This is part of a comment I’ve submitted to The Manchester Hermit’s blog post You don’t know what you’ve got ’til it’s gone. In it I make a case for keeping a human skull, and other human bones, in circulation rather disposing of them. If it comes to that, a decent burial I’d have hoped. There’s an interesting exchange of thoughts connected to this post. The tide is turning towards finding the skull a new, and more appropriate home.
Here is the first part of the comment submitted for moderation, and accepted:
As a Buddhist contemplative of some years I find myself joining with the Manchester Hermit and his task and see merit in what is being pointed to through this project. The skull was, in my view, an important first choice. This form brings home, in a disturbing way, the ever present truth of impermanence. A truth we encounter moment to moment yet only when faced with loss, a death perhaps, does it come home to us personally. Bobbing along, as we do, on the river of changeableness there is the ever present matter of choice. On what do we base our choices? Does the contemplation of the crumbling moment show us something helpful about ourselves, and the way we live? Well yes: and then we make wise choices.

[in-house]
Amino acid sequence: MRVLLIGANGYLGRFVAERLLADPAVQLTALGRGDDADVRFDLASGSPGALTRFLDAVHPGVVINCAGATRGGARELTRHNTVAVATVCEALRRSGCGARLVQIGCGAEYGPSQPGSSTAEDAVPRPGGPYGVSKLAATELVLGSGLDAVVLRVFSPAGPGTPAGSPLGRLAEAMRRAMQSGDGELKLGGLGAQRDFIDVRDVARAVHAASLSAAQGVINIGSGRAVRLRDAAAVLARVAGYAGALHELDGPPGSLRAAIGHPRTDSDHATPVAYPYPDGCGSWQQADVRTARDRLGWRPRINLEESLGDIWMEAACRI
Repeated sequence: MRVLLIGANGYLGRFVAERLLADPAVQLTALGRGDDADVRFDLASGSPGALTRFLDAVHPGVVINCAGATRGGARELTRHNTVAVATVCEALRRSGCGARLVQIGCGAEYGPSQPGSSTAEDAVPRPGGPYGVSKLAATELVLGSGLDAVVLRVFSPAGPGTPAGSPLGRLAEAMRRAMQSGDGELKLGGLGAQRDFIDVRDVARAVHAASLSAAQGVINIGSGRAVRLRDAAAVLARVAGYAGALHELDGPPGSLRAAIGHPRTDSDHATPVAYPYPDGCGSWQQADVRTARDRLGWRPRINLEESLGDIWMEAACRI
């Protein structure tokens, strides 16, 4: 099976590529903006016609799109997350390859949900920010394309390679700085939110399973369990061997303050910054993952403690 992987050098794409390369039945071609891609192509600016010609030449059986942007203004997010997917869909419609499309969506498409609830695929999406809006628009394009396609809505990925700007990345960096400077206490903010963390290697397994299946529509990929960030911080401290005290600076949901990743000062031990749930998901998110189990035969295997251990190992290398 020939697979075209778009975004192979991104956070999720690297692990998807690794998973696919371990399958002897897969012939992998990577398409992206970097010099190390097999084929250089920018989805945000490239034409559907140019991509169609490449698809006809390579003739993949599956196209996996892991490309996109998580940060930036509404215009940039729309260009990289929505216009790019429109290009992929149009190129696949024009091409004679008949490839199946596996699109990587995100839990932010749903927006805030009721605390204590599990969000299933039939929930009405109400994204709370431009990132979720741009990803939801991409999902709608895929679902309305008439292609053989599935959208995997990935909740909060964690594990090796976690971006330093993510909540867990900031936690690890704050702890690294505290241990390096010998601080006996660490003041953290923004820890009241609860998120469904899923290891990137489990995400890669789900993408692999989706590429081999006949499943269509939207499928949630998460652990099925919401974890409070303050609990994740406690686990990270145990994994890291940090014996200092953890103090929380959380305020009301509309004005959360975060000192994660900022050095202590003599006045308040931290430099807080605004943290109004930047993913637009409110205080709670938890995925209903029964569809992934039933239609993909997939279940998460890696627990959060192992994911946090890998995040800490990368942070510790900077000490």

I’d like to make a case for keeping the skull, and other human bones in the museum, to be then given into the guardianship of those who have a legitimate claim to their continuing life. A creative impulse has come upon me in the form of a personal letter to the skull. Please understand it’s offered with the greatest reverence and respect.
The letter not published here…yet.